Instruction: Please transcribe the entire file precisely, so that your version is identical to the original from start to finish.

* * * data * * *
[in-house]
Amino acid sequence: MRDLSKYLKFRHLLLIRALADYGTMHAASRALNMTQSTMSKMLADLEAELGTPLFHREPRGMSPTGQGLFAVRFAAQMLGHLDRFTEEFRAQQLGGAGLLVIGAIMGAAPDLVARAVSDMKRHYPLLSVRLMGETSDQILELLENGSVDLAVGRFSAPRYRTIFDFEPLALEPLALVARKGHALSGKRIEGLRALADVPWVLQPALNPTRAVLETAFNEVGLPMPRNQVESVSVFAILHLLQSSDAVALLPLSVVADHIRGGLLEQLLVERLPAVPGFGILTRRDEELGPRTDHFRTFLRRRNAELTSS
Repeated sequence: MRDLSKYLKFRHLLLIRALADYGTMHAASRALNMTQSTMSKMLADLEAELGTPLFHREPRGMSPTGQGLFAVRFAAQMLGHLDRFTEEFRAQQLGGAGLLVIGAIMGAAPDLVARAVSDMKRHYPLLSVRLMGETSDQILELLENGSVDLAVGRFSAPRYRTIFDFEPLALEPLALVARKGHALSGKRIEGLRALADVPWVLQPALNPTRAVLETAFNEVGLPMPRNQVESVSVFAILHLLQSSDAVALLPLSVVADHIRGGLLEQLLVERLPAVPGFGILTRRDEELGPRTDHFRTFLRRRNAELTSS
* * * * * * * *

[in-house]
Amino acid sequence: MRDLSKYLKFRHLLLIRALADYGTMHAASRALNMTQSTMSKMLADLEAELGTPLFHREPRGMSPTGQGLFAVRFAAQMLGHLDRFTEEFRAQQLGGAGLLVIGAIMGAAPDLVARAVSDMKRHYPLLSVRLMGETSDQILELLENGSVDLAVGRFSAPRYRTIFDFEPLALEPLALVARKGHALSGKRIEGLRALADVPWVLQPALNPTRAVLETAFNEVGLPMPRNQVESVSVFAILHLLQSSDAVALLPLSVVADHIRGGLLEQLLVERLPAVPGFGILTRRDEELGPRTDHFRTFLRRRNAELTSS
Repeated sequence: MRDLSKYLKFRHLLLIRALADYGTMHAASRALNMTQSTMSKMLADLEAELGTPLFHREPRGMSPTGQGLFAVRFAAQMLGHLDRFTEEFRAQQLGGAGLLVIGAIMGAAPDLVARAVSDMKRHYPLLSVRLMGETSDQILELLENGSVDLAVGRFSAPRYRTIFDFEPLALEPLALVARKGHALSGKRIEGLRALADVPWVLQPALNPTRAVLETAFNEVGLPMPRNQVESVSVFAILHLLQSSDAVALLPLSVVADHIRGGLLEQLLVERLPAVPGFGILTRRDEELGPRTDHFRTFLRRRNAELTSS